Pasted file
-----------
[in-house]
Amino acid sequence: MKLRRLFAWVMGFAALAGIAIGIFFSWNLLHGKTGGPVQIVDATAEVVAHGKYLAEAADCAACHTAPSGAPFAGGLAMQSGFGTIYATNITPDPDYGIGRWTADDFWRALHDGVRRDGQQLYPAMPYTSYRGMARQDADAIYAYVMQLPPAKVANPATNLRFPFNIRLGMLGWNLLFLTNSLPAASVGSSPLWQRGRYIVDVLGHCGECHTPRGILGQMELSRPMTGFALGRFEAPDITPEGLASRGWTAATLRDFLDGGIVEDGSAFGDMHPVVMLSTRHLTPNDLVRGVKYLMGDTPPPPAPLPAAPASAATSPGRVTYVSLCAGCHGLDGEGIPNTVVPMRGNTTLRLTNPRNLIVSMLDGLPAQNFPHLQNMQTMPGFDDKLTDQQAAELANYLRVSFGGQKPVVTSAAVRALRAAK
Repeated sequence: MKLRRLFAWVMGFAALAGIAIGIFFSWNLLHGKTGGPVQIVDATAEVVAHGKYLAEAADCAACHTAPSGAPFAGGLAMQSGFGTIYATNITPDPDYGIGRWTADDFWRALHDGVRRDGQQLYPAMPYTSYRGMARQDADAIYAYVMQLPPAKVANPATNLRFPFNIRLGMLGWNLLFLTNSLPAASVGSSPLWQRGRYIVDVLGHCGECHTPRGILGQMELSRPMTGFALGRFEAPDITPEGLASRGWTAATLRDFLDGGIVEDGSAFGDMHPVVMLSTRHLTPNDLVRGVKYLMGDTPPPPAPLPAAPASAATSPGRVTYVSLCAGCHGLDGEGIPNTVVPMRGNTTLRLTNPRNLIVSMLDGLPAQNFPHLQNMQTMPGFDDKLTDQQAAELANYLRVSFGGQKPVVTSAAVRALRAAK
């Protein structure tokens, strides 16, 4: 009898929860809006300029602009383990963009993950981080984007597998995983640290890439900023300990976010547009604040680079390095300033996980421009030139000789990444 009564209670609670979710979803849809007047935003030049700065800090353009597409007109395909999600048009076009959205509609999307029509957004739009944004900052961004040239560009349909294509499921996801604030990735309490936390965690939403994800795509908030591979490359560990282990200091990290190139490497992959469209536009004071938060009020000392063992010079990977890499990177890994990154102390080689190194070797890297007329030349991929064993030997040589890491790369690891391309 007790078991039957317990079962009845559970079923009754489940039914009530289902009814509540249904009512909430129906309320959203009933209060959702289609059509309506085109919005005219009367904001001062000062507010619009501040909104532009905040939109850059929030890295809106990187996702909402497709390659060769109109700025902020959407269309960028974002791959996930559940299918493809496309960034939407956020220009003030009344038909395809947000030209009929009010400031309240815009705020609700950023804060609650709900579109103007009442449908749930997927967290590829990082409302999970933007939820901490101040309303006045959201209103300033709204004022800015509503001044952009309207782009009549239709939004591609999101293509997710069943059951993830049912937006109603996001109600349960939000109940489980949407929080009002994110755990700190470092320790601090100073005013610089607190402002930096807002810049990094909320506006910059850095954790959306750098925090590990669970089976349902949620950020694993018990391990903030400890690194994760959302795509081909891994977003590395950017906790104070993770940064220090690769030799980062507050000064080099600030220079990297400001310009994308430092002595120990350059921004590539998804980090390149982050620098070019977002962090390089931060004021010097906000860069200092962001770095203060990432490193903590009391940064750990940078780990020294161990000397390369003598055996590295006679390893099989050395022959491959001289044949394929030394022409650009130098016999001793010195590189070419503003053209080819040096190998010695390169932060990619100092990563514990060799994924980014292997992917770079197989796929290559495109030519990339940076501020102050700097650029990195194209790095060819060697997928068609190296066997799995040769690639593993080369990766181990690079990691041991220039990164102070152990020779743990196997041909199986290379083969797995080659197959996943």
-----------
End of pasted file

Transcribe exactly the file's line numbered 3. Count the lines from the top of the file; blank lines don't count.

Repeated sequence: MKLRRLFAWVMGFAALAGIAIGIFFSWNLLHGKTGGPVQIVDATAEVVAHGKYLAEAADCAACHTAPSGAPFAGGLAMQSGFGTIYATNITPDPDYGIGRWTADDFWRALHDGVRRDGQQLYPAMPYTSYRGMARQDADAIYAYVMQLPPAKVANPATNLRFPFNIRLGMLGWNLLFLTNSLPAASVGSSPLWQRGRYIVDVLGHCGECHTPRGILGQMELSRPMTGFALGRFEAPDITPEGLASRGWTAATLRDFLDGGIVEDGSAFGDMHPVVMLSTRHLTPNDLVRGVKYLMGDTPPPPAPLPAAPASAATSPGRVTYVSLCAGCHGLDGEGIPNTVVPMRGNTTLRLTNPRNLIVSMLDGLPAQNFPHLQNMQTMPGFDDKLTDQQAAELANYLRVSFGGQKPVVTSAAVRALRAAK